What Is Asset Finance?


Asset finance is a potentially very useful option to consider when you’re looking for business finance.

Definitions

At ACF Direct we like to keep things simple and avoid jargon.

Sometimes though, to do so, it’s necessary to speak briefly about the meanings of words and expressions commonly encountered in finance.

In this context, “Asset Finance” is a very broad term that can mean one of two things:

  • Using various forms of funding in order to help you to secure major assets without needing to dig deep into your own liquid capital reserves;
  • Using your existing assets to raise capital for the acquisition of new assets (this should, more correctly, be called asset re-financing).

Let’s deal with the second of these to begin with, as it’s typically easier to briefly describe.

Asset Re-financing

If you’re trying to raise capital to support a new asset acquisition, your existing assets might be a good place to start.

This introduces the term ‘equity’, which basically means the sum that’s the difference between a realistic present-day market valuation of the asset and any outstanding debt you might have on it. So, if you have a machine valued at £50,000 and you still have £10,000 of the original loan to purchase it to pay off, then your equity in it is approximately £40,000.

Borrowing against the equity you have in an existing asset is a very useful technique and one that’s typically cost-effective. The assets concerned are usually things such as buildings or large plant but others things can be considered too at times.

Asset finance

This heading is a little more diverse and includes a number of different ways of raising finance for the procurement of major new assets. It includes various products and approaches including:

  • Equipment leasing
  • Hire purchase (the familiar “HP”)
  • Finance leases
  • Operating leases

Equipment leasing is typically straightforward. The lender will usually purchase the item and allow you to pay a monthly sum to use it.

This has the advantage of avoiding (typically) a large up-front deposit type payment though you may have to pay one month’s fees in advance. You won’t be locked into a confirmed purchase at the end, though that might be an option if you choose.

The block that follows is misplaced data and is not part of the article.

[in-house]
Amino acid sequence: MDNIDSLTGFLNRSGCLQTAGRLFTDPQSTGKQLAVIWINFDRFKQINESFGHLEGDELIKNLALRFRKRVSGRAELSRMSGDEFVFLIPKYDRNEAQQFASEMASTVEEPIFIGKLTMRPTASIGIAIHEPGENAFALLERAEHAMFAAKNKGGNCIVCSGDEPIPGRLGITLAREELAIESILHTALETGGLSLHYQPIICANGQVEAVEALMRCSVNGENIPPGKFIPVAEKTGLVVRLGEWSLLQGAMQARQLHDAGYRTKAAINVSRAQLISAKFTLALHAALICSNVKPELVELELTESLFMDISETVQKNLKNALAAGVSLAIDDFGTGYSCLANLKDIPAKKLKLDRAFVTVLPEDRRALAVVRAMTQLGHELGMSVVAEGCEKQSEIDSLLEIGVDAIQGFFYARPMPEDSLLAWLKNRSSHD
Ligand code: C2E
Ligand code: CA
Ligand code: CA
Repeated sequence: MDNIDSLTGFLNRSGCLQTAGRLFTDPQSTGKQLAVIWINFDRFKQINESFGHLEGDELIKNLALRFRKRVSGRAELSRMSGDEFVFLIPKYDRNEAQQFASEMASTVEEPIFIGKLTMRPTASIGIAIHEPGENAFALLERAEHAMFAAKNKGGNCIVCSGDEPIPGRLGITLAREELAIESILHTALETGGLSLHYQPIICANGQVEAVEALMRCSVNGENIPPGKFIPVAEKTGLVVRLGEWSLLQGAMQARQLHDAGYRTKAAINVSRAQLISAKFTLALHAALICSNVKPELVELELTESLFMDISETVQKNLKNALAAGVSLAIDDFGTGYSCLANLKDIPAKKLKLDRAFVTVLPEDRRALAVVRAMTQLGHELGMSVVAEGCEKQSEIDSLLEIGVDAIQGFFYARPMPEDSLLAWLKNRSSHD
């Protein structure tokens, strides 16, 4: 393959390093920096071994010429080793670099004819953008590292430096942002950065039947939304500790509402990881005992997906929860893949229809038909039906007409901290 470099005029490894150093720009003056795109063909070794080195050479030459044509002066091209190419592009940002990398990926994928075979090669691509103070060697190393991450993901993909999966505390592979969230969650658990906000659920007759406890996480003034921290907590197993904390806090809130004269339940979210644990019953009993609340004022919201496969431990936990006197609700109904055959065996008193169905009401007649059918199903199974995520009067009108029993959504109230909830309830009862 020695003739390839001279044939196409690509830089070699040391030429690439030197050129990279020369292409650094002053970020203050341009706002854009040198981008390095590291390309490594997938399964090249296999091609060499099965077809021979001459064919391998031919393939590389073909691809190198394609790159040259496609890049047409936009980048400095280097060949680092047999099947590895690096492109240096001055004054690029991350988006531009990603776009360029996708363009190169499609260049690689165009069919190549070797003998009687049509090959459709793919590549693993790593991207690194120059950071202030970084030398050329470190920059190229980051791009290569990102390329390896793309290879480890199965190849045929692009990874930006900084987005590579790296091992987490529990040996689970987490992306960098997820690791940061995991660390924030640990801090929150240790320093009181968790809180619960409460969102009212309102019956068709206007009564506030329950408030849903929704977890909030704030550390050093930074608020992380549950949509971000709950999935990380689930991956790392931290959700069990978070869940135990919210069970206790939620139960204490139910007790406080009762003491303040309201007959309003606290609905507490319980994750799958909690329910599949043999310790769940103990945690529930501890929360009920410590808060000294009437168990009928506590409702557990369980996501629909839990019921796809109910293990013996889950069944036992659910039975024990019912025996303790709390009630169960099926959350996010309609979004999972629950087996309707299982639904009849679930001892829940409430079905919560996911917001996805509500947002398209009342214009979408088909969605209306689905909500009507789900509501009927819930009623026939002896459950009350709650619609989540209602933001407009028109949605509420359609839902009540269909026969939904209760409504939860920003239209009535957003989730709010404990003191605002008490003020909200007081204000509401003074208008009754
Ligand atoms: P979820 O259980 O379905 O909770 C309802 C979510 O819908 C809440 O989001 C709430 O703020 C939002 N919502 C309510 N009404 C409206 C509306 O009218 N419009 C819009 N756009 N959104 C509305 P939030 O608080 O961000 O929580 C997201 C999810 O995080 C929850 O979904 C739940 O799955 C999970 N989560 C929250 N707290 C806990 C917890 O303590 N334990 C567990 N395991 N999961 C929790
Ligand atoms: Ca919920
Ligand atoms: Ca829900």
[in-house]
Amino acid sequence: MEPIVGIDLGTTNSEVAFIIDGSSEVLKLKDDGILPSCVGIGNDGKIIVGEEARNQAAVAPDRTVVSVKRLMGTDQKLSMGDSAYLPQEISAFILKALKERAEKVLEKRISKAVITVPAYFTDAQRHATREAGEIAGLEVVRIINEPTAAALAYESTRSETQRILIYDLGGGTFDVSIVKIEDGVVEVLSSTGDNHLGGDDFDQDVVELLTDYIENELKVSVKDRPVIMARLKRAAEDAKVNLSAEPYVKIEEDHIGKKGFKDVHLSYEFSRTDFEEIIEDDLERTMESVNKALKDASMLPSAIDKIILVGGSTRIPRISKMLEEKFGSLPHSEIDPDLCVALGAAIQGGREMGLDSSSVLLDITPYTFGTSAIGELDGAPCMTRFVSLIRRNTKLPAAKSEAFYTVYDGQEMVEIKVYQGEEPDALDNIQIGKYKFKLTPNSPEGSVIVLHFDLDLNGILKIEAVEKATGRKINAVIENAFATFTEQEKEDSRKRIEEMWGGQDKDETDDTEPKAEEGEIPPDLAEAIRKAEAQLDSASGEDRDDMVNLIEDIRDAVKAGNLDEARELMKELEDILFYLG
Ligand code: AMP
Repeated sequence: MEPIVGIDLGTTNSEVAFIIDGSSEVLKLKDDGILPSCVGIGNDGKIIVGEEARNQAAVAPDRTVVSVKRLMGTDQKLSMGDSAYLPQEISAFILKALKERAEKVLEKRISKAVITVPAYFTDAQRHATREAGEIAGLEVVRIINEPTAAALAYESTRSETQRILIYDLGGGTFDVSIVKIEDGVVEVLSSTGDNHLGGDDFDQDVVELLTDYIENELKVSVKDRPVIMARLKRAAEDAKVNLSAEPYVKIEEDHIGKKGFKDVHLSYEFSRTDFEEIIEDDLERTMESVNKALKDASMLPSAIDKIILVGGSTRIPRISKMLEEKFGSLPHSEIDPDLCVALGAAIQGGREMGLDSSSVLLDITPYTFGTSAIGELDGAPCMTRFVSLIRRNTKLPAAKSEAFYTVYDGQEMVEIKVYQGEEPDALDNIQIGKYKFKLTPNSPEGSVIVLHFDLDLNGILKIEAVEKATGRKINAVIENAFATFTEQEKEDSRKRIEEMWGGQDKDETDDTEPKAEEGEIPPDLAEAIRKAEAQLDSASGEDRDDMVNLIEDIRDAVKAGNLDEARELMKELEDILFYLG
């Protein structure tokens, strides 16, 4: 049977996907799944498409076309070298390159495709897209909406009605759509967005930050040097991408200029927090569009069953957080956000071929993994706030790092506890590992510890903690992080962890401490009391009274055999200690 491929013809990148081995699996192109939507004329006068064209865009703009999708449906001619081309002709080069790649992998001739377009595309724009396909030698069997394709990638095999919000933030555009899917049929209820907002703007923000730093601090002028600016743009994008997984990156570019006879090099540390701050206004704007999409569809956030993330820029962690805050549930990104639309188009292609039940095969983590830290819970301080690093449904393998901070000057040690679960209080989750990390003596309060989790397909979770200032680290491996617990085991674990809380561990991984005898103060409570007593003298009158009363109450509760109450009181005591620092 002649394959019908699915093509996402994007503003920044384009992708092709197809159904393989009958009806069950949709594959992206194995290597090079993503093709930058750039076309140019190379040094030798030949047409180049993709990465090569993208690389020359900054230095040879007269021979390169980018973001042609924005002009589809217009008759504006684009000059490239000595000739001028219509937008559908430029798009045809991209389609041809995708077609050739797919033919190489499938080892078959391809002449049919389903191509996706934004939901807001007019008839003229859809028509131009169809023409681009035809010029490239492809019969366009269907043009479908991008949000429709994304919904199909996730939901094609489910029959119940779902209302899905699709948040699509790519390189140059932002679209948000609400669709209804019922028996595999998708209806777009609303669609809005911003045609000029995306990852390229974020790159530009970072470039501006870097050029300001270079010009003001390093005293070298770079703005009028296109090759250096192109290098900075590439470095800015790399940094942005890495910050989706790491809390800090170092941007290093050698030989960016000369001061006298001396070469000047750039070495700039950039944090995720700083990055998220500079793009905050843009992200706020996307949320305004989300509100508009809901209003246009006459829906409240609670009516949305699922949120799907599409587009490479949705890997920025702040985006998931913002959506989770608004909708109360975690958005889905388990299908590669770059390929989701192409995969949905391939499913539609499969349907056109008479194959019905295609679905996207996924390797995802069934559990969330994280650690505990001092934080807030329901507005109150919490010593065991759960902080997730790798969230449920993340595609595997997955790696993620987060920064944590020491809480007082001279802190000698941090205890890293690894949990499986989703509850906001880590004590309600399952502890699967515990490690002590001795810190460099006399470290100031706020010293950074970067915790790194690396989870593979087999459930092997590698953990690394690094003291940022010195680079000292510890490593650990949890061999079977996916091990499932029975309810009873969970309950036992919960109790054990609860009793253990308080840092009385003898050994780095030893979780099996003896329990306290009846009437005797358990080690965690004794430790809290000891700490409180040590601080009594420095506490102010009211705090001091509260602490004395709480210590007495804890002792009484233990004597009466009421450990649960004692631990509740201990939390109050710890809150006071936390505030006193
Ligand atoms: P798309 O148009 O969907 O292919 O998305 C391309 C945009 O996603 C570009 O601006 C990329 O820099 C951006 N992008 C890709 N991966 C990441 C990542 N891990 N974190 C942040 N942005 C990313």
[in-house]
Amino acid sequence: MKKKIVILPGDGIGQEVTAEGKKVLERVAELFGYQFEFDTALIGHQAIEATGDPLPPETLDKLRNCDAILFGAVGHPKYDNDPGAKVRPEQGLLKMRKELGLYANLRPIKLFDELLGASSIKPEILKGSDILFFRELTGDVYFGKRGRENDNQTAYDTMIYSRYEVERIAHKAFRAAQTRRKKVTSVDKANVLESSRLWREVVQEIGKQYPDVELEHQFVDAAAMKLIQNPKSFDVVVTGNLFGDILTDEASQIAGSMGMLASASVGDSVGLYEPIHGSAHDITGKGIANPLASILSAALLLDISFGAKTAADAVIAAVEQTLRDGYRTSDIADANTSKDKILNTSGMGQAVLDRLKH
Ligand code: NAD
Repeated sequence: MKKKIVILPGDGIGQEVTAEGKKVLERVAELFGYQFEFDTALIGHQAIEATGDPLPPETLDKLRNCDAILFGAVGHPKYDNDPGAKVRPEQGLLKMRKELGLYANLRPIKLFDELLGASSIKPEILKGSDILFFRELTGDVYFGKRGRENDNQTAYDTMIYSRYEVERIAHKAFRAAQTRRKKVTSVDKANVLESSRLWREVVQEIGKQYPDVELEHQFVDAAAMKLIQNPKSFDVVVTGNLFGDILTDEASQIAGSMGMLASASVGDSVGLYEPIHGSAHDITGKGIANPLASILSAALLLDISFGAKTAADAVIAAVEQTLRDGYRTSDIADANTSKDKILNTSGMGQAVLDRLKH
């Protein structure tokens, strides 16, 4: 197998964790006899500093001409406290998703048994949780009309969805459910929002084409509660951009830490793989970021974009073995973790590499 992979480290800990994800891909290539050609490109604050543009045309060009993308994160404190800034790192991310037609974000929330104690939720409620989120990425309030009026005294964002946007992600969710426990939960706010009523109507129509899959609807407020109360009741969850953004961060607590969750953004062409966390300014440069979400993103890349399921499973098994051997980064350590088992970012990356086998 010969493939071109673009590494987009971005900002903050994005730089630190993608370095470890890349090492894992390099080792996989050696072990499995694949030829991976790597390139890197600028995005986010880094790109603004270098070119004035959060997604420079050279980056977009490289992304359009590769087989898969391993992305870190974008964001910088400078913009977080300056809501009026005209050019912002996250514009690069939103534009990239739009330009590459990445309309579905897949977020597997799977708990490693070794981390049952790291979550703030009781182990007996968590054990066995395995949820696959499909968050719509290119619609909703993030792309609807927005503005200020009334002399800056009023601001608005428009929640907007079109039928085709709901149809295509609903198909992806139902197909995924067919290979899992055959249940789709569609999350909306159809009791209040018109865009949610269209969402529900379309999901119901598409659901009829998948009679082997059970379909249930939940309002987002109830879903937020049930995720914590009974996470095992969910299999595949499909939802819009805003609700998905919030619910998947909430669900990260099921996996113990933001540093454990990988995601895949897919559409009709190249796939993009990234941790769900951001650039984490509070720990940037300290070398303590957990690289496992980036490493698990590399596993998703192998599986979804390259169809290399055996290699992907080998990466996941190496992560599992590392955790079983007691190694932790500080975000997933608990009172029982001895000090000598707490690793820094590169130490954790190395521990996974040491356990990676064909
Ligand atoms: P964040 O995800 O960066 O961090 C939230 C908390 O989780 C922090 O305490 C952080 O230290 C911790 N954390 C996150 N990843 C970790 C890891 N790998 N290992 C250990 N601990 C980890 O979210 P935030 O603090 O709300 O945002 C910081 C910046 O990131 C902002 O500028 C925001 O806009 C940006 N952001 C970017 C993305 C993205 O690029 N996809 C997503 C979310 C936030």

You will though usually be committed to a pre-defined leasing term by contract.

HP should require no explanation, due to its simplicity and cost-effectiveness. Essentially you become the ‘keeper’ or ‘agreed user’ of the item concerned but the finance company remains the legal owner.

At the end of the term, you become the owner and the asset becomes yours.

Finance and capital leases are a cross between HP and standard leasing. They work on a very similar basis but typically you don’t get to own the asset at the end though you can book the monthly costs to your P&L and reclaim VAT.

Operating leases (sometimes called “contract hire”) are different again. Here the lender will typically lease you back the item on a basis that means it doesn’t sit on your balance sheet and you may see some tax advantages as a result.

What’s suitable for you?

This is more complex than it sounds and to answer it requires an understanding of your business position.

For example, the differences between operating leases, finance leases and equipment leasing can be subtle and involve a large degree of consideration of your accounting preferences and views.

It would be much easier to discuss all these options with you in the context of your company’s actual situation. Why not contact us today to find out more?